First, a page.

PDA was visualized in the upper esophageal view. As the tee probe is withdrawn gradually from the mid-esophageal position, just beyond the left atrium, the ascending aorta in cross-section and the pulmonary artery and its main branches in longitudinal section come into view. Further withdrawal reveals the arch and its branches. The duct can be visualized communicating with the aorta superiorly and pulmonary artery inferiorly both with the probe at 0° and 90° rotation. Visualization can be accomplished with gentle handling of the probe without much difficulty. PDA was visualized in the upper esophageal view with about 90° rotation of the transducer.

The operating surgeon was warned of this new finding. Even prior to carrying out the planned intra-cardiac repair, the surgeon searched for and found the PDA, which was subsequently ligated. The colour Doppler signals on TEE now ceased. It is our standard protocol to ligate the ligamentum arteriosum/ductus arteriosus and rule out persistent left-sided vena cava in patients with congenital heart defects. The intracardiac repair was completed under moderate hypothermia.

The membrane over the junction of left pulmonary vein and left atrium was excised. The left atrium and the openings of the pulmonary veins were widened with autologous pericardial patch. After the completion of surgery, the CPB was terminated. The PA pressure was 70% of the systemic soon after disconnecting the CPB. The patient was mechanically ventilated for four hours. A routine postoperative transthoracic echocardiogram was normal.


   Discussion Top


It is not uncommon for anesthesiologists to detect new anatomical lesions using TEE. [1] Many of such detections may be lifesaving for the patient. [2] In the case reported here, the presence of PDA was not recognised by both the cardiologist who performed echocardiography and the radiologist who performed the computerized tomographic scan. Non recognition of PDA by echocardiography (both TTE and TEE) was probably because of the absence of flow across the PDA; presence of such duct is diagnosed by the Doppler characteristic of the flow. [3] A few workers have however claimed that TEE might be superior to CT angiograms in patients with Eisenmenger syndrome. [3] Similarly, even during CT assessment, the presence of a shunt is diagnosed by the presence of the intraluminal flow. The flow was probably minimal in the reported case due to near systemic pulmonary hypertension. The diagnosis of PDA after establishment of CPB in the reported case brings up the issue of the need to use TEE intra-operatively at least once after establishing CPB. Most anesthesiologists set the TEE equipment in standby mode once CPB is established. Had this been done in the reported case, the presence of PDA may have gone unnoticed.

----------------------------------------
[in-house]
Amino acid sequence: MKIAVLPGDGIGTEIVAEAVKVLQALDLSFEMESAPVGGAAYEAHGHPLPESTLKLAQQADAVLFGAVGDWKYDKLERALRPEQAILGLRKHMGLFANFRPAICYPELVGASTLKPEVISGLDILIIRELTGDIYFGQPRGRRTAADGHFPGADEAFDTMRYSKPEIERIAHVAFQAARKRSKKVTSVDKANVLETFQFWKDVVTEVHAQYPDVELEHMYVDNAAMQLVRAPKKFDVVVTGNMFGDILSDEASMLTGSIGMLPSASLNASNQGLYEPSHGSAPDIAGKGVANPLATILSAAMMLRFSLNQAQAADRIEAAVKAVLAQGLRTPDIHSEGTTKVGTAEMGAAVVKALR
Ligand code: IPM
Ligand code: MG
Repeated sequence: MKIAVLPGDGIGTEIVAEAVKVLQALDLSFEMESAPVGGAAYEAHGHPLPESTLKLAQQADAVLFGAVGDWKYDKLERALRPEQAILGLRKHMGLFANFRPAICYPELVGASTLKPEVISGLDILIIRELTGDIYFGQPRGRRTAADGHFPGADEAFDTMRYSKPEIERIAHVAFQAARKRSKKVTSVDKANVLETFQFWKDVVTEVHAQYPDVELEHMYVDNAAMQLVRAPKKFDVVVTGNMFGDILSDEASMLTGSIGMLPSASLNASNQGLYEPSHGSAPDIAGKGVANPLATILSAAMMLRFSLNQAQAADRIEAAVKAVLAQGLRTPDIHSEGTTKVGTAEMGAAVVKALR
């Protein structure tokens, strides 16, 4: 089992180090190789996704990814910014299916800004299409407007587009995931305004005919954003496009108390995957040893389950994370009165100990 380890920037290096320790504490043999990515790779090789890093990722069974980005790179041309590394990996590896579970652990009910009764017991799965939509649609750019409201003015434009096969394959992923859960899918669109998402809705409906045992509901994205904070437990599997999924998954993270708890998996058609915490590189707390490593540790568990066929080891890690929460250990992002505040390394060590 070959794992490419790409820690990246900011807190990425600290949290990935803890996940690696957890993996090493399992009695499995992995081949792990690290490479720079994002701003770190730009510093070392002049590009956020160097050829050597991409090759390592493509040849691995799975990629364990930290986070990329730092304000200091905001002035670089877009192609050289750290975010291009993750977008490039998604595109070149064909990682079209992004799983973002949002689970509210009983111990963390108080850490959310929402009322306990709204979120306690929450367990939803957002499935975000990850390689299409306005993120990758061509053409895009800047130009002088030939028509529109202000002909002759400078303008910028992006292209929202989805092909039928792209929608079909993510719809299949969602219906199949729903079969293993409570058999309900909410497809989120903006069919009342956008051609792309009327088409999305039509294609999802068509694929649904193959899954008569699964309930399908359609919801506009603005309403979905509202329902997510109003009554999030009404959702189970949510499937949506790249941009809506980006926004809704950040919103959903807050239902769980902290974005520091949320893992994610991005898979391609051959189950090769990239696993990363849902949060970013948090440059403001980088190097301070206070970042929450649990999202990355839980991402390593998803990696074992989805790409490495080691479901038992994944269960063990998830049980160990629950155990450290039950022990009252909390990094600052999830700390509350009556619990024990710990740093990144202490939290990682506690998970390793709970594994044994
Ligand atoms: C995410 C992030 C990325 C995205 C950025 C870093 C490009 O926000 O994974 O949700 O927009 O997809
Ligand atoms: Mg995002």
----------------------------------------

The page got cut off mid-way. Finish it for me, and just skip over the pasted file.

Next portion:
Conclusion Top


It is a good practice to assess the heart soon after establishing CPB and check the heart on and off CPB.

 
   References Top

1.Sousa RC, García-Fernandéz MA, Moreno M, Tizón M, Valdeviesos M, Rubio M, et al. The contribution and usefulness of routine intraoperative transesophageal echocardiography in cardiac surgery. An analysis of 130 consecutive cases. Rev Port Cardiol 1995;14:15-27.  Back to cited text no. 1
    
2.Kupferwasser I, Mohr-Kahaly S, Wittlich N, Meyer J. Diagnostic value of transesophageal echocardiography in diseases of the heart valve system. Herz 1993;18:290-300.  Back to cited text no. 2
[PUBMED]    
3.Shyu KG, Lai LP, Lin SC, Chang H, Chen JJ. Diagnostic accuracy of transesophageal echocardiography for detecting patent ductus arteriosus in adolescents and adults. Chest 1995;108:1201-5.  Back to cited text no. 3
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Correspondence Address:
Suman Kandachar
Fortis Hospitals, Bangalore
India
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Source of Support: None, Conflict of Interest: None


DOI: 10.4103/0971-9784.81573